Tuesday, August 01, 2017

The Modest Benefits Of Saturation

Saturation. The word first really became popularised in tourist terms two summers ago. It was applied primarily to Palma and in particular to the impact of cruise ships and of cloudy days, when hire cars bring masses of additional tourists to the city and clog the roads. Since then, it has become all-embracing, with Airbnb and its like having been fingered along with Aena and airport traffic. Mallorca is saturated.

The simple view is that this is purely a phenomenon of high summer. This is too simple. Saturation, as in far more tourists than have been typical in the past, occurs from the springtime. This earlier "invasion" should be perceived as a positive. By and large it is. But the elevated numbers of people, the increased volume of traffic (hire cars, transfer coaches, delivery trucks), the additional pressures on beaches and resources, the distortion of the market for accommodation, the higher level of airport movement create their perceptions. Whatever the arguments about tourism quality versus tourism quantity, the perception is of vastly greater quantity, and the perception is not wrong.

In order to gain an appreciation of this perception, there are the surveys. These attempt to give scientific insight to saturation. While the surveys, conducted in accordance with accepted standards for accuracy, reveal their conclusions, they are subject to a further pressure caused by saturation: the degree to which the discussion of saturation is in the public domain and the propaganda that comes with it. If you ask people for their perceptions, then they will answer with guidance that influences these perceptions.

The latest survey by the Gadeso researchers discovers, inter alia, that 80% of Balearic citizens perceive that the islands are saturated. This sensation is felt fractionally more in Mallorca and Formentera than in Menorca and Ibiza. There is a 75% or above perception when it comes to main roads (including motorways), to excessive use of resources, and to beaches and their access.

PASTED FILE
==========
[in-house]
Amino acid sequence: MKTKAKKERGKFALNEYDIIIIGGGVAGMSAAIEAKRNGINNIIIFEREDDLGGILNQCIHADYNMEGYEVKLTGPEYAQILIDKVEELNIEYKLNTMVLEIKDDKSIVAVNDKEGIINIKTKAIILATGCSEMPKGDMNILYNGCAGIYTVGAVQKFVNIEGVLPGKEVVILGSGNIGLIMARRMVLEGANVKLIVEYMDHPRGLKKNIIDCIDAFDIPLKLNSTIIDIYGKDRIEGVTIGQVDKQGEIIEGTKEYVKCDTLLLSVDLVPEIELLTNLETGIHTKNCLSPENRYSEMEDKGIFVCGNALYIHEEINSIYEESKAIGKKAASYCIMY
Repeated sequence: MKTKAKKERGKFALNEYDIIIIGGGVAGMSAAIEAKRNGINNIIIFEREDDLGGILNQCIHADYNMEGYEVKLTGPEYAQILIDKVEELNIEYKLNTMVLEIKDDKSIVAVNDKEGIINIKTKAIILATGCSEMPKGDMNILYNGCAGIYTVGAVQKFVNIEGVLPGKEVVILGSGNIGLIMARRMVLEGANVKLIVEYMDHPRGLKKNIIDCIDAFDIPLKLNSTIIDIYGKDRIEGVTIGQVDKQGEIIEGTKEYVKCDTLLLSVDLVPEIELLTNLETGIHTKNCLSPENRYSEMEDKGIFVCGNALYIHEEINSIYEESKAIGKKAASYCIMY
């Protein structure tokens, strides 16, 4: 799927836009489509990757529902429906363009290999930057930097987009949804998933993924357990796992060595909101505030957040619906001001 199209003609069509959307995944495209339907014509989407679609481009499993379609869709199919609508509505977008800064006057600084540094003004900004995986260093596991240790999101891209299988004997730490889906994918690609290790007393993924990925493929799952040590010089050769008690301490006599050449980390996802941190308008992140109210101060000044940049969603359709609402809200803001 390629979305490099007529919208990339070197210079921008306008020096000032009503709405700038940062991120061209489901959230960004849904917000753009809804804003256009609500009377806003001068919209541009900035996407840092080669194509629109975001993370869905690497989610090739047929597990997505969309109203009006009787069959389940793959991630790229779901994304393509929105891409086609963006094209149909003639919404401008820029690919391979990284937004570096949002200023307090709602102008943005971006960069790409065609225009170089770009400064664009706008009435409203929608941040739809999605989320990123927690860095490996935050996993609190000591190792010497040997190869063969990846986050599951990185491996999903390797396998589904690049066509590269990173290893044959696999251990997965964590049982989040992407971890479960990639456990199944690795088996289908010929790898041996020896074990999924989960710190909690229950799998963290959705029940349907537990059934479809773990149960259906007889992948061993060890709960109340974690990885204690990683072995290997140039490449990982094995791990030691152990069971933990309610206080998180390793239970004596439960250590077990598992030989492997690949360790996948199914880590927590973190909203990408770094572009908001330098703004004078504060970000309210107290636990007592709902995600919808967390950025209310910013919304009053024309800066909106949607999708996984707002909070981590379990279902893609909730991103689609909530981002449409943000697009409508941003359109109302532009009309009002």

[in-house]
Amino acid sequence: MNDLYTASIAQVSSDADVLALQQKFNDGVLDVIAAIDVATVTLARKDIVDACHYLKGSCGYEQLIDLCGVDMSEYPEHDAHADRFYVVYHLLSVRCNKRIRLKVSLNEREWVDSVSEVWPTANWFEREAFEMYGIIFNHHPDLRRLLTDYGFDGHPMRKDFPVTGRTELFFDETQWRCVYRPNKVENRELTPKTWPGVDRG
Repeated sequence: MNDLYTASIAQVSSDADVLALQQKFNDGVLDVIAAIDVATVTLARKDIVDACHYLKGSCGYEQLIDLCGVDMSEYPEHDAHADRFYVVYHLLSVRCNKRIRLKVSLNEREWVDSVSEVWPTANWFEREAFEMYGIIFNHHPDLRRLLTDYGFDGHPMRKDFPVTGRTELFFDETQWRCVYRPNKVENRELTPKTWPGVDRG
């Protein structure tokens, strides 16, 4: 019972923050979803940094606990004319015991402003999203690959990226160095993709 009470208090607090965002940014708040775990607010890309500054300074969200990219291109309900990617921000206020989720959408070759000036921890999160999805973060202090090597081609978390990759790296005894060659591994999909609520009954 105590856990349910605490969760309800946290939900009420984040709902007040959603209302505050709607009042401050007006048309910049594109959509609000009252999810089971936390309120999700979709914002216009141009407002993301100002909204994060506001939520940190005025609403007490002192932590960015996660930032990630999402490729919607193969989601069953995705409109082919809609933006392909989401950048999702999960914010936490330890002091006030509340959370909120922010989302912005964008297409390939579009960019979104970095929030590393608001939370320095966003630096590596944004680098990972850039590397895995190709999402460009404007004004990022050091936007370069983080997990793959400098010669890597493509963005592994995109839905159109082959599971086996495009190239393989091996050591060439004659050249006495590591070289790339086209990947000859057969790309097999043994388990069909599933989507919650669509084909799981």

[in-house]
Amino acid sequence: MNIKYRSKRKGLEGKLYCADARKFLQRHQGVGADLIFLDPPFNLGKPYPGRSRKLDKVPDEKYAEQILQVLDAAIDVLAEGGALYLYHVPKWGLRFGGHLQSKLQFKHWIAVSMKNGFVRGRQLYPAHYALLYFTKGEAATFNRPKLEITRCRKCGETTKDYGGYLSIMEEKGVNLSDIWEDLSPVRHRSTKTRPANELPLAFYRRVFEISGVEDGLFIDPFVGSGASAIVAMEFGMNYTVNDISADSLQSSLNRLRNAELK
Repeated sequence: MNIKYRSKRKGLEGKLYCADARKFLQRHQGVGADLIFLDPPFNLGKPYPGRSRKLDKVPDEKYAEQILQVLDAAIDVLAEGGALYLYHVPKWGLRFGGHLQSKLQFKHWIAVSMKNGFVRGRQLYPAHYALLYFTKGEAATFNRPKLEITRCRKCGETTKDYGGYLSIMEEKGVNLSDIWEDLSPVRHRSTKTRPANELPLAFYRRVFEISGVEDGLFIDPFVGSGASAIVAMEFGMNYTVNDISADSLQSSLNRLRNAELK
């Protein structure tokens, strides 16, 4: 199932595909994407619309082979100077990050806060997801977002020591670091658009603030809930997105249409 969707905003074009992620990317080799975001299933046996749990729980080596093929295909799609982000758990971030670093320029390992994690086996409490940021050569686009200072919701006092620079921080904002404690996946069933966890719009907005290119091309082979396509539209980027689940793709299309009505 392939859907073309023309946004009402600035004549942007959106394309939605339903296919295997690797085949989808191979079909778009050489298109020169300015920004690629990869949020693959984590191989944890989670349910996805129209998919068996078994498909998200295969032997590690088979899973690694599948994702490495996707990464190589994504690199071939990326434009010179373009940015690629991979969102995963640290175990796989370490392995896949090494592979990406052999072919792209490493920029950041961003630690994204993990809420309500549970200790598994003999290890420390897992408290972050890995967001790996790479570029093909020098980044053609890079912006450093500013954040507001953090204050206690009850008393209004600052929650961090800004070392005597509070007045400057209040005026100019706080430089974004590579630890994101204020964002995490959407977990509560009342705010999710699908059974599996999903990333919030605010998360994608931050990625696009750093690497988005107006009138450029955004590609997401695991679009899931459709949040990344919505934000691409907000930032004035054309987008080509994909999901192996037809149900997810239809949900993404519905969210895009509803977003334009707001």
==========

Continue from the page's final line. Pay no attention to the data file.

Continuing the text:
The survey doesn't compare like with like. In September last year, Gadeso found that 80% of citizens had perceived increased saturation. The current survey doesn't ask about an increase. Saturation has, if you like, become an embedded reality. Or this is one way of interpreting the results.

Another survey by Gadeso, this one conducted in June, asked tourists in Mallorca what they thought about services, infrastructure and so on. The results of tourist surveys tend not to show great variance from one to another, but there were a couple of indicators worthy of mention. Compared with the previous year, access to beaches had slumped from 4.7 to 4.1. Asked about "massification" (which can be used interchangeably with saturation), this was rated more negatively than in 2016 when there had been greater negativity than in 2015. The increase in negativity was, however, up by three times.

Bear in mind that this was in June, so not the height of the summer. Yet here were tourists themselves complaining about a sense of increased saturation and of overcrowding at beaches. In addition, they rated cleanliness notably lower, and this, one has to conclude, may well owe at least something to there being more people.

Returning to the latest survey, one of the more extraordinary findings relates to the strengths of tourism. Under a half of those surveyed (48%) agreed that it is the basis of well-being. It is difficult to discern of this was well-being in general or at an individual level. But either way, for the islands' principal industry to be considered in such a way seems almost bizarre. Or does this finding in fact reveal an ambivalence towards tourism? People aren't sure whether it's positive or negative.

And from a negative point of view, further findings on jobs and incomes speak volumes. A mere 22% said that tourism generates jobs. Only 20% felt that incomes will rise this year. More than 80% believed that there is excessive dependence upon tourism.

The tourism-employment equation is fundamental to all the discussion of tourism quality versus quantity. While the government seeks to pursue policies designed to alleviate saturation and its consequences for the environment, roads, services and the rest, it speaks in only vague terms about redistribution of wealth, raising the quality of employment and economic diversification. The government, in truth, is trapped in the same corner that others have been. It fully understands that there is far too much reliance on tourism, but addressing this reliance in any meaningful way is a challenge without obvious solutions.

Saturation won't necessarily persist if there is a correction in Mediterranean tourism and geopolitics cease to be less influential than they have been. Then what? Where the citizens in the survey are concerned, saturation has been only modestly beneficial. The government can talk all it likes about generating quality employment. But what about employment, period?

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